Twenty-fourth Sunday in Ordinary Time
Please allow me to ask you a question:
For you personally what does it mean for you to deny yourself, pick up your cross, and follow Jesus?
Myself included, sometimes we do not see the forest for the trees. We can do all sorts of good deeds but unless we truly do them in God’s name we are not properly fulfilling our mission as disciples. With regards to others, our intentional virtuous actions are intended to lead ourselves and others into a deeper relationship with God in hopes that we may enter heaven one day through the narrow gate. It is so easy to permit ourselves to become our own “God” and consequently allow our benevolence to be “ego” driven instead of being ignited by the gift of the Holy Spirit working abundantly in our lives. Recognizing pride within our own soul is key to becoming a conduit of the Holy Spirit.
In today’s Gospel reading from Mark we hear Jesus ask his disciples “But who do you say that I am?” Peter said to him in reply, “You are the Christ.” It is therefore through this witness of faith that all of our efforts are directed to making known that Jesus is the Christ, the Savior of the World. We can live out the proclamation by Peter that we hear in today’s Gospel. When we approach Jesus present to us in the Eucharist we can pray “You are the Christ” and allow that reality to transform our hearts.
As we prayerfully reflect on the twentieth anniversary of 9/11 we pause and think about those heroes who died that September day. We think about the forty heroes aboard Flight 93 who thwarted the high jackers who were headed to the U.S. Capitol. Due to their courageous and sacrificial valor, the plane went down in a field in Shanksville which is now a sacred burial ground for these heroic men and women. From the firefighters, police, and emergency personnel; there were countless heroes that day.
In today’s Gospel, we hear Jesus say, “Whoever wishes to come after me must deny himself, take up his cross, and follow me. For whoever wishes to save his life will lose it, but whoever loses his life for my sake and that of the gospel will save it.” In this, He calls us to live a life of sacrifice for others. He is the ultimate model of sacrificial love. All we have to do is look at a crucifix to be reminded of His great love for us.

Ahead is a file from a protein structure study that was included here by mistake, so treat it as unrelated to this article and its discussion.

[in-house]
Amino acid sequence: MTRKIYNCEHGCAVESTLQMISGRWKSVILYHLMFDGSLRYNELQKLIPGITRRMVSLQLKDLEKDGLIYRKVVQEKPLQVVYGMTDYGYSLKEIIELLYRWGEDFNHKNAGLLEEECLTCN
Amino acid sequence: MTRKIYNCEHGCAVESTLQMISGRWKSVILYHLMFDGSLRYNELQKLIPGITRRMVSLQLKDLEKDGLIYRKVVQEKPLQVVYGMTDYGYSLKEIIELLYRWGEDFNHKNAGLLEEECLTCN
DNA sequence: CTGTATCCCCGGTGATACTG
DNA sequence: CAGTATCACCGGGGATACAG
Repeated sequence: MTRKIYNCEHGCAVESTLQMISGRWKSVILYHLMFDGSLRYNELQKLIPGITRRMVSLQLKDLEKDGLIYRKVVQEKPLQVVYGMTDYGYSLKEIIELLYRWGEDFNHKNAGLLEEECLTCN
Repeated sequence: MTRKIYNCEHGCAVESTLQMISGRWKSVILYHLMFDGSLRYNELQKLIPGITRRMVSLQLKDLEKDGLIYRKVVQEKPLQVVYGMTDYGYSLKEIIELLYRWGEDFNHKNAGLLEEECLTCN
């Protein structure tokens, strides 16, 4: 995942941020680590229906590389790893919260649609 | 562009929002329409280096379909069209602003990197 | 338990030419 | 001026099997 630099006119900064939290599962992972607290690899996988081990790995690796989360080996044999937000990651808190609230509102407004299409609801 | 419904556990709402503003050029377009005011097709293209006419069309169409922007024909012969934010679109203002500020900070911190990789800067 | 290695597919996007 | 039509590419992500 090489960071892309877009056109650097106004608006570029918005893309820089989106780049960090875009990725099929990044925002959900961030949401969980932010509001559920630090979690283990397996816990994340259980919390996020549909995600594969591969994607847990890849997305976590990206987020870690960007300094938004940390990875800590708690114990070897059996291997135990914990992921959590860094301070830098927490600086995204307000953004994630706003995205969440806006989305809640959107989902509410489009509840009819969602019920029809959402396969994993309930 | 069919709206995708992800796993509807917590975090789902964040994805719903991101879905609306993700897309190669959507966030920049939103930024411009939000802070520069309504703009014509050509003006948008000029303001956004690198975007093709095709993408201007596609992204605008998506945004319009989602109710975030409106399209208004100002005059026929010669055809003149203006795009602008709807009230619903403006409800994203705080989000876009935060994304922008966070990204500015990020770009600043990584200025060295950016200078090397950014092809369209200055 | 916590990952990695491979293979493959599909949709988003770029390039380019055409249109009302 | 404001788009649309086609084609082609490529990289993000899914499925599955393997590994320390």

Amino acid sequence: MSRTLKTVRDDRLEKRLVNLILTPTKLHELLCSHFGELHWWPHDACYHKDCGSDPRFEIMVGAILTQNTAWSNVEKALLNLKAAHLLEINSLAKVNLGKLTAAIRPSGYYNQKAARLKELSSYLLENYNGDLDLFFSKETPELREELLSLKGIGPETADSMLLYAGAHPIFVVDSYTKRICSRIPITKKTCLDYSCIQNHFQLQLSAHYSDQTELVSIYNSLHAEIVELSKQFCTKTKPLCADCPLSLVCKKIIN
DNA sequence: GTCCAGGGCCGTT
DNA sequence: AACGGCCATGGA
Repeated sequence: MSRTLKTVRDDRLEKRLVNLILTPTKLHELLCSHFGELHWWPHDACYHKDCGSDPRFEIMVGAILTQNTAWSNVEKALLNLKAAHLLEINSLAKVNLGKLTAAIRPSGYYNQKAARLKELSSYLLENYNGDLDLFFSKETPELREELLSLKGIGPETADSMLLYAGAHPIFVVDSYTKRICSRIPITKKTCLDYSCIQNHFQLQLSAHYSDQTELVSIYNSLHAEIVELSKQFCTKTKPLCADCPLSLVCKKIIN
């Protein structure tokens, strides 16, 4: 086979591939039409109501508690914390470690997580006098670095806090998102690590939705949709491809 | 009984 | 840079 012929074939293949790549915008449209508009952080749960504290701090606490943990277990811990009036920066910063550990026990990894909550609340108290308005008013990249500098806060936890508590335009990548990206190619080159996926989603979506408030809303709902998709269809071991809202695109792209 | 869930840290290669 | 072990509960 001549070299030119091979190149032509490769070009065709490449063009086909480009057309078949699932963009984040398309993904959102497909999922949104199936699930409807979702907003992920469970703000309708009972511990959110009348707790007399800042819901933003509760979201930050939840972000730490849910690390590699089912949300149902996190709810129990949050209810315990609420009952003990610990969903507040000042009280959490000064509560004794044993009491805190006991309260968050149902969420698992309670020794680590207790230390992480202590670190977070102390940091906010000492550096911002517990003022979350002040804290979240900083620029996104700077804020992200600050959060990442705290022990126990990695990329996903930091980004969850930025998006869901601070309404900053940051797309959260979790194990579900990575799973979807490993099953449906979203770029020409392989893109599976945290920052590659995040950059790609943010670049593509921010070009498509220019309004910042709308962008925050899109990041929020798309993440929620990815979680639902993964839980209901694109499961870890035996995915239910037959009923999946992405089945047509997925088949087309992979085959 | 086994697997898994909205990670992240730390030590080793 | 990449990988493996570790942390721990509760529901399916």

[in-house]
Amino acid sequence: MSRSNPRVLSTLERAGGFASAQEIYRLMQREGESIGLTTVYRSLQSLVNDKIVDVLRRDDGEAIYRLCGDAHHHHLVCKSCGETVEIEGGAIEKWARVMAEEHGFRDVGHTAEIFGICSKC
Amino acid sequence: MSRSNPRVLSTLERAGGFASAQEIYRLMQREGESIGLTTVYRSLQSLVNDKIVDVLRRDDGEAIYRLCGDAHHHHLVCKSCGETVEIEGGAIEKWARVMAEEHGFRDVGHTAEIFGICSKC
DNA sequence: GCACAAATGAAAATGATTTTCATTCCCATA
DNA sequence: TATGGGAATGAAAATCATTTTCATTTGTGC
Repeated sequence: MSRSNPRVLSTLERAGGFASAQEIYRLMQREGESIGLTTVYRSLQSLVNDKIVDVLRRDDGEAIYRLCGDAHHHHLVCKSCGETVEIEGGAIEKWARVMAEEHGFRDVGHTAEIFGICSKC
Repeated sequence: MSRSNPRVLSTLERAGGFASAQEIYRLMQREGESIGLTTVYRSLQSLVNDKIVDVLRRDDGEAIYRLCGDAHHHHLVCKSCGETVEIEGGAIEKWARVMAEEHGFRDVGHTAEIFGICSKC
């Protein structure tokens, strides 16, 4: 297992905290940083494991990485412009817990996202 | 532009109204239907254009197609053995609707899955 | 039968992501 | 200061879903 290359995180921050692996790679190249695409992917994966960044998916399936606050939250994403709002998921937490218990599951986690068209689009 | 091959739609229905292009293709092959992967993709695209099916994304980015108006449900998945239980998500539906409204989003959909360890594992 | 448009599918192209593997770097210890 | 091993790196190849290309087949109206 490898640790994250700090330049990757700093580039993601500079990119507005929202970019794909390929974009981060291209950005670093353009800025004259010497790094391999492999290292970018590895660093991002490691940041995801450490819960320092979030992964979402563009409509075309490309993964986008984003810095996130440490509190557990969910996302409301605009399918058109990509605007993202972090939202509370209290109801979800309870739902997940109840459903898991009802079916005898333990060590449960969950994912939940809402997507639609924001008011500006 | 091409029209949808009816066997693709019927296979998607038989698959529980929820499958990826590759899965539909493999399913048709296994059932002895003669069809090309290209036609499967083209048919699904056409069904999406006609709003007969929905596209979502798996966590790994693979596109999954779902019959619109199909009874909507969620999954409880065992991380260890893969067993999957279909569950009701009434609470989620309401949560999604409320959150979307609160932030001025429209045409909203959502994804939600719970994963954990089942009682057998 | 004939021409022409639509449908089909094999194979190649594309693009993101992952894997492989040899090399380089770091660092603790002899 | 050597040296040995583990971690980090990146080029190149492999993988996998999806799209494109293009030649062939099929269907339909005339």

The devil prowls about seeking the ruin and destruction of souls. We have the power of Christ to say “Get behind me Satan.” fully knowing that Satan has no authority over us and that Christ has triumphed over evil. We can become overwhelmed by the current state of affairs of this world. We must not succumb to the devil’s bidding or feel helpless but rather do our part to selflessly bring the light of Christ into our world.
We must model the virtue of those heroes on 9/11 by daily denying ourselves, picking up our crosses, and following Jesus. The message of the world tries to overshadow the life that we are called to live as disciples. On the contrary, the classroom of the world teaches us to “you do you” and says that “you are #1”. God gives us the freedom to choose to be selfless in our vocation; whether that be the vocation of the priesthood or religious life and being single or married. Each vocation comes with its unique challenges.
With the help of God’s grace that is poured out upon us, let us choose to joyfully endure our sufferings. The good works that we do flow from our faith in God. If we love God with all of our heart, mind and being then we naturally want to do good works in His name. As the Catechism of the Catholic Church explains, “Jesus’ death on the cross does not just cover up our sins or cut out our sins, but, by the work of the Holy Spirit, we are completely renewed and transformed.” (CCC 1990-1995).
By: Katie Tylinski, Director of Faith Formation, Christ Prince of Peace / St. Lawrence Parishes, and Christ the King / St. Gertrude Parishes